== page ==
U.S District Court in South Carolina Orders $7.5 Million in Penalties, Restitution and Disgorgement in Forex Ponzi Scheme

In U.S. Commodity Futures Trading Commission v. Ronald E. Satterfield et al., Case No. 2:10-CV-2893-RMG, the CFTC obtained two consent orders of permanent from the U.S. District Court for the District of South Carolina.  One order requires Ronald E. Satterfield to pay $957,146 in restitution and a $2,871,438 civil monetary penalty, and the other order required Nicholas Bos to pay $849,146 in restitution and a $2,547,438 civil monetary penalty, for operating a foreign currency (forex) Ponzi scheme.  The Bos order also requires relief defendant Patricia Bos to disgorge $295,000 in ill-gotten gains.  Both orders impose permanent injunctions against violating Sections 4b(2)(A)-(C) of the Commodity Exchange Act, and impose permanent trading and registration bans.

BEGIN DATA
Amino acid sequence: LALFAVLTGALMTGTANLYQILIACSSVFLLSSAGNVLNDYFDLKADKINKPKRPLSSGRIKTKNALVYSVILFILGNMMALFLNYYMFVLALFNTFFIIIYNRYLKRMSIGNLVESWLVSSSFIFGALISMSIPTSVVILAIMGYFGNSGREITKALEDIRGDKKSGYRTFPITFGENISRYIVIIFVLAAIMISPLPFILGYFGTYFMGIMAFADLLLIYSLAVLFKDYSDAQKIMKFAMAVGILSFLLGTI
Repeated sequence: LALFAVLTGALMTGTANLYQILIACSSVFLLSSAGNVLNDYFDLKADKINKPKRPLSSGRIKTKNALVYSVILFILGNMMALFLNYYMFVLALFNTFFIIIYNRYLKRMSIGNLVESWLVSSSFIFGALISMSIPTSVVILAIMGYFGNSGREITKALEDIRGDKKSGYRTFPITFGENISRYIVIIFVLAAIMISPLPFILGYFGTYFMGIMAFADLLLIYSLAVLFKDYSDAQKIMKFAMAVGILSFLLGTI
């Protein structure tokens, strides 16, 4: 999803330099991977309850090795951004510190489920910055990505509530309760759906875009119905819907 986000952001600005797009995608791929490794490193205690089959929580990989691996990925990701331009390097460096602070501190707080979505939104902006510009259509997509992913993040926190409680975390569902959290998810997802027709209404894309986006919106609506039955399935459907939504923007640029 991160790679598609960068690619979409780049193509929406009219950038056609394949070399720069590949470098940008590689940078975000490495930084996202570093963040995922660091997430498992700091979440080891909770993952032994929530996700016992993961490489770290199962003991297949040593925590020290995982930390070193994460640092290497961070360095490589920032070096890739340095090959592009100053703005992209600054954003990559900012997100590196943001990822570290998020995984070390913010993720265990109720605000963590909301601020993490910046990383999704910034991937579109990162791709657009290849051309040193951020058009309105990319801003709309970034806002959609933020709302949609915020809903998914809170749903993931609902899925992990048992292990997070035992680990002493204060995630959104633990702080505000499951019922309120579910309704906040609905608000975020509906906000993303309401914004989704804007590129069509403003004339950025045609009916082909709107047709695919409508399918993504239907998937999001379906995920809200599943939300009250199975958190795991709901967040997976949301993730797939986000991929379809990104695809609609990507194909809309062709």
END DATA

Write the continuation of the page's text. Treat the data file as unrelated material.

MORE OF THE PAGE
The CFTC complaint filed on November 8, 2010, charged the defendants with operating a forex Ponzi scheme involving the fraudulent solicitation of at least $3.3 million from at least 70 people in South Carolina, North Carolina, Michigan, and Maryland.  The defendants solicited and accepted funds from retail investors to engage in leveraged or margined forex transactions.   Satterfield, a church pastor, misrepresented that he was a successful forex trader, falsely guaranteed customers monthly returns of two to four percent based on his forex trading and falsely claimed that there would be no risk to customers’ principal investment.  Although he received at least $3.3 million from customers, Satterfield placed only about $1.9 million in known forex trading accounts, virtually all of which was lost as a result of his unsuccessful forex trading.  To conceal and continue their fraud, Satterfield and Bos issued false customer account statements reflecting the promised returns and forex trading profits, when in reality the forex trading resulted in losses.  The false account statements also allegedly concealed the misappropriation of customer funds used for personal expenses such as the purchase of a personal residence.

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